Your First Job: Tips for Teens

Look around for advice on how to get a job, and you’ll find your share of resources, to be sure. Except they all mention wearing a suit and tie to the interview, discuss whether or not to list your college GPA, and quibble over the one best way to organize your previous work experience.

But summer is coming, and that means that hordes of one particular type of job applicant are crawling out of the woodwork: teenagers with three empty months ahead, looking to earn a few bucks by any means necessary. They’re not hoping to develop software solutions or chart marketing demographic vectors (or whatever the latest corporate gobbledygook might be), they’re just looking for their first work experience.

If you’re a teen looking for a job, you’re facing a far more straightforward job search process. But that doesn’t mean you can’t find a few opportunities to be a little smarter than the competition. Position yourself for a good summer job and build experience for a lifetime of rewarding work with these simple tips.

– Your first step toward the summer job may be to walk into the store or restaurant and fill out an application. Simple, right? Certainly, but there’s a right way to do it. Don’t just come in at any old time and hand it over to a clerk; ask politely to see the manager and pass it in directly to him or her, along with a cover letter (even if no cover letter appears to be required). This gives you a chance to present yourself along with the application. Say hello and shake hands; wear something suitable. The manager may ask if you can fit in a quick interview on the spot; that’s a good thing! But be prepared for it.

– These days even your local burger chain may direct you to fill out an application online rather than in-person. If that’s the case, then that’s fine, but you can still introduce yourself to the manager and hand over a cover letter in person.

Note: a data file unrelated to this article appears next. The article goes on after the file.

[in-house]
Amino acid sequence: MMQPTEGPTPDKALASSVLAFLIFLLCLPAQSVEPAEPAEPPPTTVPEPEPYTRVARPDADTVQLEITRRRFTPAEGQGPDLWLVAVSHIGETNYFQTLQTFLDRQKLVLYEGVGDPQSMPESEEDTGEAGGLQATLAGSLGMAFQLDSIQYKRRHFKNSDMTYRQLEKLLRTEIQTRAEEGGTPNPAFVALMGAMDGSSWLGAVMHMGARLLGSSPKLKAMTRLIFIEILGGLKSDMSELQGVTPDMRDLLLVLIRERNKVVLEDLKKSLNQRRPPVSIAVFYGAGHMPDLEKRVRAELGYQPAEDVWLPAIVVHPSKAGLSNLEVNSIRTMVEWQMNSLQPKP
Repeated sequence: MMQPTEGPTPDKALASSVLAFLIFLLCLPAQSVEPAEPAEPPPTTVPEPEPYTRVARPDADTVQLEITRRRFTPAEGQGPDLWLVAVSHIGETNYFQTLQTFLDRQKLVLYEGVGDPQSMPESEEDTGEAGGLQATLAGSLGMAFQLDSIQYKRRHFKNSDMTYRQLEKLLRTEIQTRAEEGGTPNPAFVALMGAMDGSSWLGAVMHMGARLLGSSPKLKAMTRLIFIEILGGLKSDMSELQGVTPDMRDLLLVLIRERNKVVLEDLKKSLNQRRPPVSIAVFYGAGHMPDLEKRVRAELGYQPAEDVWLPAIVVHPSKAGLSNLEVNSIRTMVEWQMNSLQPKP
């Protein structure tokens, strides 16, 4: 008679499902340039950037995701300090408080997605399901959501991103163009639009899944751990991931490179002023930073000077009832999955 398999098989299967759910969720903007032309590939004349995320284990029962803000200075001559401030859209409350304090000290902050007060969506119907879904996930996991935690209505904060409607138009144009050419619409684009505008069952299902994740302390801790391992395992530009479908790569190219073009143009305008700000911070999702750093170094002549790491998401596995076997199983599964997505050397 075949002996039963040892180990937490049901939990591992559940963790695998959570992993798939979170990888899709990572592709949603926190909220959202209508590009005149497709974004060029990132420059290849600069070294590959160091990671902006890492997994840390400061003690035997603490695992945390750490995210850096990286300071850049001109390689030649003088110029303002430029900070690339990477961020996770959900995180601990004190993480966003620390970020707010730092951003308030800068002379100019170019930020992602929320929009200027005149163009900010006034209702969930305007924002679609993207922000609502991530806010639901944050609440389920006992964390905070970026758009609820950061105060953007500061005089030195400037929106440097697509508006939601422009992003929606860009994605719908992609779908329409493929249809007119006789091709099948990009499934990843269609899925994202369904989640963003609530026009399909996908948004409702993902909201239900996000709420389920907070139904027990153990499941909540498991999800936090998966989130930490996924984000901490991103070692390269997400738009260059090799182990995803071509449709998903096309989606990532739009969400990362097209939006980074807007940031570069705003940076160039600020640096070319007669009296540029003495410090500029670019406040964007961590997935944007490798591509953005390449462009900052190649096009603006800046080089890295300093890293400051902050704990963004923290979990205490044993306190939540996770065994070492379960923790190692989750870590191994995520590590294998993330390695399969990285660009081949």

– Whether you’re a teen applying for a job at a small business, a camp or an office, your cover letter gives you a chance to express yourself in ways that checking off boxes on an application may not. Type it in business letter form with an attractive letterhead. Say a bit about yourself, what you do in your spare time (sports, school activities, volunteering, Boy Scouts and the like are good things to mention; video games, not so much) and why you think you and the job would be a good fit for each other. No one is expecting a high school kid to have much actual job experience, so this is your chance to replace that.

– A good rule of thumb on clothes when you apply for a job: Dress one step classier than you would if you were actually going to work there. A simple polo or button-down top and khaki pants will be fine; no one needs to wear a tie to apply for a job at the movie theater. The point is to look respectable and clean, neither of which are adjectives everyone immediately associates with teens.

– On that note, piercings and wild hair may be popular these days, but they’re not so hot if you’re trying to bag groceries for old ladies at your local supermarket.

– Have you had a job before, even as simple as another summer job? Great, point it out! Maybe you’ve babysat, tutored, flipped burgers. Extra points if it was relevant to the job you’re looking for now! At this stage in your life, the fact that you have worked is more significant than what you actually did there-your prospective employer will simply appreciate the fact that you have served as a reliable worker who shows up on time and gets the job done. So if you’ve got a positive reference, feel free to use it.

– Don’t be afraid to follow up if you don’t hear anything. A simple phone call (or a drop-in if it’s a local business) a week or so after you apply just to see if there’s news may help prove your dedication to the job.

– This may not strictly apply to teens, but it’s worth mentioning: if your prospective employer asks you to name something about yourself that needs improvement, do not say “sometimes I work too hard” or any variant thereof that attempts to turn it into a positive. They’ve heard it, it wasn’t creative the first time either. Even adults mess this up.

Is all this overkill to get a summer job slinging coffee? It may seem so, but don’t forget that your entire class is also out there looking for something to do this summer. Furthermore, building these job search skills now will help prepare you for more permanent employment searches down the road. So take pride in what you do; it just may lead to bigger things. And when you’re young, that’s all that matters.

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